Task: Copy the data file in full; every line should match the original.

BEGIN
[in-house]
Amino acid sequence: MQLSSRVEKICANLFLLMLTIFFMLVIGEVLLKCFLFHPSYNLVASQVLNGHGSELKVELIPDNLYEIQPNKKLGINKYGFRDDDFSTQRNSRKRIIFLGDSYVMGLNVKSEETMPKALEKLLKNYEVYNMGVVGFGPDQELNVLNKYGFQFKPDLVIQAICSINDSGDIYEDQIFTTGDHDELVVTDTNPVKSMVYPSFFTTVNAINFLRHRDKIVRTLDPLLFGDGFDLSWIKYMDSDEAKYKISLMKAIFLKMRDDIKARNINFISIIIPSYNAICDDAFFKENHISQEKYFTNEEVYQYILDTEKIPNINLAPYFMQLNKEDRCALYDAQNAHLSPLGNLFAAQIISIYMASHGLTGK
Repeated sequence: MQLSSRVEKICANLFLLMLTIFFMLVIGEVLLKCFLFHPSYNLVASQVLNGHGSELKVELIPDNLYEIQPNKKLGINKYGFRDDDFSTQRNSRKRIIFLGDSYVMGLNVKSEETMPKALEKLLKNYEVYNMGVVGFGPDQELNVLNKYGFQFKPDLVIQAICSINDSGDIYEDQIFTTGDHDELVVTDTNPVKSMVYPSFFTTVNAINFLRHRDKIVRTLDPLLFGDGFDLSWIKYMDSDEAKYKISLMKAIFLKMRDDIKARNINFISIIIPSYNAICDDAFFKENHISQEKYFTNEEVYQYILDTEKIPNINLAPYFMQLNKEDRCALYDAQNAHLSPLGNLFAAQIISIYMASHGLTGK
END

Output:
[in-house]
Amino acid sequence: MQLSSRVEKICANLFLLMLTIFFMLVIGEVLLKCFLFHPSYNLVASQVLNGHGSELKVELIPDNLYEIQPNKKLGINKYGFRDDDFSTQRNSRKRIIFLGDSYVMGLNVKSEETMPKALEKLLKNYEVYNMGVVGFGPDQELNVLNKYGFQFKPDLVIQAICSINDSGDIYEDQIFTTGDHDELVVTDTNPVKSMVYPSFFTTVNAINFLRHRDKIVRTLDPLLFGDGFDLSWIKYMDSDEAKYKISLMKAIFLKMRDDIKARNINFISIIIPSYNAICDDAFFKENHISQEKYFTNEEVYQYILDTEKIPNINLAPYFMQLNKEDRCALYDAQNAHLSPLGNLFAAQIISIYMASHGLTGK
Repeated sequence: MQLSSRVEKICANLFLLMLTIFFMLVIGEVLLKCFLFHPSYNLVASQVLNGHGSELKVELIPDNLYEIQPNKKLGINKYGFRDDDFSTQRNSRKRIIFLGDSYVMGLNVKSEETMPKALEKLLKNYEVYNMGVVGFGPDQELNVLNKYGFQFKPDLVIQAICSINDSGDIYEDQIFTTGDHDELVVTDTNPVKSMVYPSFFTTVNAINFLRHRDKIVRTLDPLLFGDGFDLSWIKYMDSDEAKYKISLMKAIFLKMRDDIKARNINFISIIIPSYNAICDDAFFKENHISQEKYFTNEEVYQYILDTEKIPNINLAPYFMQLNKEDRCALYDAQNAHLSPLGNLFAAQIISIYMASHGLTGK